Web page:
While I like the flexibility of having both Chrome OS and Ubuntu on the same machine, you may want to be rid of Chrome OS completely. If you're interested in replacing Chrome OS with Ubuntu, have a look at the ChrUbuntu project here. If you want to replace Chrome OS on your Pixel with Debian Wheezy, grab a beverage and have a look here.

Building Chromium yourself

Chromium master

If you're an advanced user, or want to tackle an ambitious project with the ultimate Chromey reward, you can build Chromium yourself for your Chromebook.

This isn't all that difficult if you're familiar with building a big software project, but it can be pretty daunting for a first-timer. Everything you need to know is at the Chromium Project pages but it breaks down into a few basic steps:

Everything is documented and if you can follow directions you should be able to build and install Chromium with any Windows, Linux or Mac computer. Just like building Android yourself, this allows you to customize just about anything you can think of before you build it. And just like building Android, if you don't make any changes you have the same basic system you would have if someone else did the building and you just installed it. Building Chromium is an excellent way to learn a few things and see how the process works, but don't expect software made of miracles and unicorns when you're done.


These are just a few of the neat hackery tricks you can do with your new Chromebook. And like everything else, it may turn out that none of it is for you and you prefer things that just work as intended. That's cool, and sometimes when I'm staring at the screen of a device that won't boot, I'm right there with ya.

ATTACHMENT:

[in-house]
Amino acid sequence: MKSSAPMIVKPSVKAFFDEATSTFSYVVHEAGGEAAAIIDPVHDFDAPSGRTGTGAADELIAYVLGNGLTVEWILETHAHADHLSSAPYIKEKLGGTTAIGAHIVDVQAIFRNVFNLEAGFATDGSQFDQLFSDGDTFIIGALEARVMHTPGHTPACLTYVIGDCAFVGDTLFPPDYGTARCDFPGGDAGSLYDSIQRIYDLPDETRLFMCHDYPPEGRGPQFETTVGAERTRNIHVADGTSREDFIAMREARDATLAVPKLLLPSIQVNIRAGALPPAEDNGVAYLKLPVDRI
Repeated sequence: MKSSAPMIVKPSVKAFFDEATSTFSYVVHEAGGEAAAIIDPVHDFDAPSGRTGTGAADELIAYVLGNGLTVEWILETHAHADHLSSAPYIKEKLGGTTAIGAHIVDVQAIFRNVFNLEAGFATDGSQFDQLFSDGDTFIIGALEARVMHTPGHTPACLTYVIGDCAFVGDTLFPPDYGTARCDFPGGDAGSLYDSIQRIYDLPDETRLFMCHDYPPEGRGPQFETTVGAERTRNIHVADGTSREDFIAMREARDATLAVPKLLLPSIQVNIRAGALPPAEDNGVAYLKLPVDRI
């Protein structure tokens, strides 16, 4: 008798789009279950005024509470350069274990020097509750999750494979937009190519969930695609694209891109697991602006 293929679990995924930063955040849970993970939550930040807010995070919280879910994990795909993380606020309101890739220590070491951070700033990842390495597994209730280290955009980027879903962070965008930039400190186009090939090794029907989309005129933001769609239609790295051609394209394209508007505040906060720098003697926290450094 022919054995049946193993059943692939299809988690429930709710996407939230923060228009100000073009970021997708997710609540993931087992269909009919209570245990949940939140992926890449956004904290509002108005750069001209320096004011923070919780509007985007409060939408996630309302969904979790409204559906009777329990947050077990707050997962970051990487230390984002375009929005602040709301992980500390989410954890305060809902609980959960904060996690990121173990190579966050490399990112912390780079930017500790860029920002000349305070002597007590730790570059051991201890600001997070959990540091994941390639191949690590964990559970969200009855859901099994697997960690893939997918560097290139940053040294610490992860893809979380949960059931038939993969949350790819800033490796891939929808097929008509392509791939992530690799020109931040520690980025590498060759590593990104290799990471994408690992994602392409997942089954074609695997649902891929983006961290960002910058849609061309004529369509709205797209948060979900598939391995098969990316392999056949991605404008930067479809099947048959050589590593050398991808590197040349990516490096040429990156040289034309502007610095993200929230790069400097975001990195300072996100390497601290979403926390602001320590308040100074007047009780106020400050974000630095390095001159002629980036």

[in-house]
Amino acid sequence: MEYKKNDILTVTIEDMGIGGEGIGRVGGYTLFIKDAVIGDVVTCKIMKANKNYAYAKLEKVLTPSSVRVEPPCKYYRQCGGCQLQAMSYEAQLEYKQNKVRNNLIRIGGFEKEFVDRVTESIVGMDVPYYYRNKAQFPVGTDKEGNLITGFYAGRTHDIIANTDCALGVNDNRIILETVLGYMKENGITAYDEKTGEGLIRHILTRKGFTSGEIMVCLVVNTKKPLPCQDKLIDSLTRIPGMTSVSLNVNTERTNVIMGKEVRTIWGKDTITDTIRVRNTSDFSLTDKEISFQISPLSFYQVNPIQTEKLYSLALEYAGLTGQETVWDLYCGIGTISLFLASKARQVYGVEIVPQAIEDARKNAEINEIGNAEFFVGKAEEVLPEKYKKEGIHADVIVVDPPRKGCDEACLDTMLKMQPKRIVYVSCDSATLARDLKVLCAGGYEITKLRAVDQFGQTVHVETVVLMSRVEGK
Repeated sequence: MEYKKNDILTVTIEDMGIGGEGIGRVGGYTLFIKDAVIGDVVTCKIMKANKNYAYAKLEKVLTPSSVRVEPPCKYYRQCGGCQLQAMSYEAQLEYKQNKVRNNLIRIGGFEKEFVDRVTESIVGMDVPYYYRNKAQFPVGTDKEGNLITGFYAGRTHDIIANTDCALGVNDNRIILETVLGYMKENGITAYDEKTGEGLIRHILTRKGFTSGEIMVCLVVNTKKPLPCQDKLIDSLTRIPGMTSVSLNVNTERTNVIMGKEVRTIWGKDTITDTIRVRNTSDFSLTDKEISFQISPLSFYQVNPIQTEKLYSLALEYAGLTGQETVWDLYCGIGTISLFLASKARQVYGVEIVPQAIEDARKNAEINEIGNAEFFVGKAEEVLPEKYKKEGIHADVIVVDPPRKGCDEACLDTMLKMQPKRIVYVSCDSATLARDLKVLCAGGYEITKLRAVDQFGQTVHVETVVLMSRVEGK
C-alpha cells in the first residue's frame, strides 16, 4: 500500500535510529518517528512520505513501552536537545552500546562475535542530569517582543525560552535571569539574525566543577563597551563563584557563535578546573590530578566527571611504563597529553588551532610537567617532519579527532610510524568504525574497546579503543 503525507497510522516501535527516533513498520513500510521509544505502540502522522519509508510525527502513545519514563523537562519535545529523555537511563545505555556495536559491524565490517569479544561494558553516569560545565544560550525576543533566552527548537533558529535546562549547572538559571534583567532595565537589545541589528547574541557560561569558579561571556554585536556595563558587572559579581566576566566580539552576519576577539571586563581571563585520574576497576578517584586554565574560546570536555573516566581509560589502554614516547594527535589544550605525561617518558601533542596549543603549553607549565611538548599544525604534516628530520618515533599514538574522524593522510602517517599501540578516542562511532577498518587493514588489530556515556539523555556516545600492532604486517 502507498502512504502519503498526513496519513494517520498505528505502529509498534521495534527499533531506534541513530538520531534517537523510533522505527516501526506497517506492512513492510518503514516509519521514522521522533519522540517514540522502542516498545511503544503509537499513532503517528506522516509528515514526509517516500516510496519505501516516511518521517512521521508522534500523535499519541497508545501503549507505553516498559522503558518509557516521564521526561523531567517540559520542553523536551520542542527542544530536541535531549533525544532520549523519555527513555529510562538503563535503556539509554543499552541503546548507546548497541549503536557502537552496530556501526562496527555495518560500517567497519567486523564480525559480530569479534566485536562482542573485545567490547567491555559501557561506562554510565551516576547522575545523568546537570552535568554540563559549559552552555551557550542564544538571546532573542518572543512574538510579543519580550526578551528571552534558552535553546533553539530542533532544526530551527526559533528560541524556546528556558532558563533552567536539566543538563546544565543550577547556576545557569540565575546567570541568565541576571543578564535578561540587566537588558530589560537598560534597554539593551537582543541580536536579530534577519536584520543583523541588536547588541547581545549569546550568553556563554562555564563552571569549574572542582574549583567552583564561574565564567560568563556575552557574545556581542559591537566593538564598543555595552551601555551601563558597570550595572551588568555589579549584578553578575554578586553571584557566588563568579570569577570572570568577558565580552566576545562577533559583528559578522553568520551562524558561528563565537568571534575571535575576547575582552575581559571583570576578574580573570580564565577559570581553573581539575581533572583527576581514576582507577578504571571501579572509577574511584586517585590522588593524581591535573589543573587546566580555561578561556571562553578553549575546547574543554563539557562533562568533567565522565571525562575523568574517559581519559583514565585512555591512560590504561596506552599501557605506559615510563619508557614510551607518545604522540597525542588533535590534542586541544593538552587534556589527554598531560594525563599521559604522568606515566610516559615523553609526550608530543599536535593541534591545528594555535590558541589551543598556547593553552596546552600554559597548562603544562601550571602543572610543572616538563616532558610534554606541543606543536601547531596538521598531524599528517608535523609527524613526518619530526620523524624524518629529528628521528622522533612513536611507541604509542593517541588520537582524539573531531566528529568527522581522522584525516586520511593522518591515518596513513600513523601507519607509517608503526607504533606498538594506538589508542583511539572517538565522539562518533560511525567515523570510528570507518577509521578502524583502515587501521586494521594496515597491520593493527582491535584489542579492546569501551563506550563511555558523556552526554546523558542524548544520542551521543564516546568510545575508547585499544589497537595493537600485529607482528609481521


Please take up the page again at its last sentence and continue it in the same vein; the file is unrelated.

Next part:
If you do want to dive in and have a go at Chrome OS, this is how I do it. Tell me how you do it in the comments, I'd love to hear about it!

 

Reader comments

Hacking your Chromebook is fun and easier than you think

31 Comments

Me too. Just discovered the xbmc target in crouton and am finding my chromebook to be a really nice tool for accessing my media. Makes me think a chromebox might be work well attached to my TV. But if I did that I'd probably have to boot into chrubuntu rather than chromeos.

Yes Crouton is definitely a lot nicer than most articles mention (it's not dual-boot, it's dual-run). The pros are: Kernel is built for your specific Chromebook and all hardware works. Takes up only 2 GB additional storage, leaves about 8 GB on a 16 GB SSD free afterwards. It's also easier. The only benefit of going ChrUbuntu or another real dual-boot mode is if you want more recent Linux kernels, which also comes with its own hardware compatibility problems.

I'm gonna be installing crouton on my Chromebook (whenever I get one) would you recommend having a Chromebook with 4gb of ram or is 2 enough?